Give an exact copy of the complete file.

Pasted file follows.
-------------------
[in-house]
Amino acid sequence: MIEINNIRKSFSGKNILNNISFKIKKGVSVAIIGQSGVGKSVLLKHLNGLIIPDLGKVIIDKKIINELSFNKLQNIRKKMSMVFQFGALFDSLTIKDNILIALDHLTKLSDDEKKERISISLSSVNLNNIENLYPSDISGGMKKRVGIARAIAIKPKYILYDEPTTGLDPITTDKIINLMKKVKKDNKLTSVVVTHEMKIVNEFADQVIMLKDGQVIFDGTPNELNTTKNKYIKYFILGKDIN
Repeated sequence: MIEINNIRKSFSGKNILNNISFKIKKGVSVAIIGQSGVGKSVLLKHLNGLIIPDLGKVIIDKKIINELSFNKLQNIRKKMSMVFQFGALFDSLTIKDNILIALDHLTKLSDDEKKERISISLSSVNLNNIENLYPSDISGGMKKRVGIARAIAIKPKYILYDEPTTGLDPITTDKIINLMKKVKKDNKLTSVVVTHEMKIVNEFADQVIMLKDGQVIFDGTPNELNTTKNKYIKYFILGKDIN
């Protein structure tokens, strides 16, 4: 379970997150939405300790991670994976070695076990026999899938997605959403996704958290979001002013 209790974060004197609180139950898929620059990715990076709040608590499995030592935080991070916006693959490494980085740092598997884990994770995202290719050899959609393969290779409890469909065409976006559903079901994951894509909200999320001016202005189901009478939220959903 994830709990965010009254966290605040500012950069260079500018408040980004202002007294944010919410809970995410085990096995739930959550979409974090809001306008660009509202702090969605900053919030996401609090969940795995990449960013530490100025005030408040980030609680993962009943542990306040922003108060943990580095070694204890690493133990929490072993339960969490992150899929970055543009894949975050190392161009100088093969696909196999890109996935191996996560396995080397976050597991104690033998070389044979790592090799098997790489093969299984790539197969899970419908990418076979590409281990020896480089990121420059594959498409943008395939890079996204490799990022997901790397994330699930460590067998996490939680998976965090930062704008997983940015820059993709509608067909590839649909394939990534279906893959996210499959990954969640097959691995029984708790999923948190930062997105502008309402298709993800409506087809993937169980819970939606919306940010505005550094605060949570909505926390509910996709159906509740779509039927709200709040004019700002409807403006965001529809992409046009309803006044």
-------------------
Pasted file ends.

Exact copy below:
[in-house]
Amino acid sequence: MIEINNIRKSFSGKNILNNISFKIKKGVSVAIIGQSGVGKSVLLKHLNGLIIPDLGKVIIDKKIINELSFNKLQNIRKKMSMVFQFGALFDSLTIKDNILIALDHLTKLSDDEKKERISISLSSVNLNNIENLYPSDISGGMKKRVGIARAIAIKPKYILYDEPTTGLDPITTDKIINLMKKVKKDNKLTSVVVTHEMKIVNEFADQVIMLKDGQVIFDGTPNELNTTKNKYIKYFILGKDIN
Repeated sequence: MIEINNIRKSFSGKNILNNISFKIKKGVSVAIIGQSGVGKSVLLKHLNGLIIPDLGKVIIDKKIINELSFNKLQNIRKKMSMVFQFGALFDSLTIKDNILIALDHLTKLSDDEKKERISISLSSVNLNNIENLYPSDISGGMKKRVGIARAIAIKPKYILYDEPTTGLDPITTDKIINLMKKVKKDNKLTSVVVTHEMKIVNEFADQVIMLKDGQVIFDGTPNELNTTKNKYIKYFILGKDIN
């Protein structure tokens, strides 16, 4: 379970997150939405300790991670994976070695076990026999899938997605959403996704958290979001002013 209790974060004197609180139950898929620059990715990076709040608590499995030592935080991070916006693959490494980085740092598997884990994770995202290719050899959609393969290779409890469909065409976006559903079901994951894509909200999320001016202005189901009478939220959903 994830709990965010009254966290605040500012950069260079500018408040980004202002007294944010919410809970995410085990096995739930959550979409974090809001306008660009509202702090969605900053919030996401609090969940795995990449960013530490100025005030408040980030609680993962009943542990306040922003108060943990580095070694204890690493133990929490072993339960969490992150899929970055543009894949975050190392161009100088093969696909196999890109996935191996996560396995080397976050597991104690033998070389044979790592090799098997790489093969299984790539197969899970419908990418076979590409281990020896480089990121420059594959498409943008395939890079996204490799990022997901790397994330699930460590067998996490939680998976965090930062704008997983940015820059993709509608067909590839649909394939990534279906893959996210499959990954969640097959691995029984708790999923948190930062997105502008309402298709993800409506087809993937169980819970939606919306940010505005550094605060949570909505926390509910996709159906509740779509039927709200709040004019700002409807403006965001529809992409046009309803006044």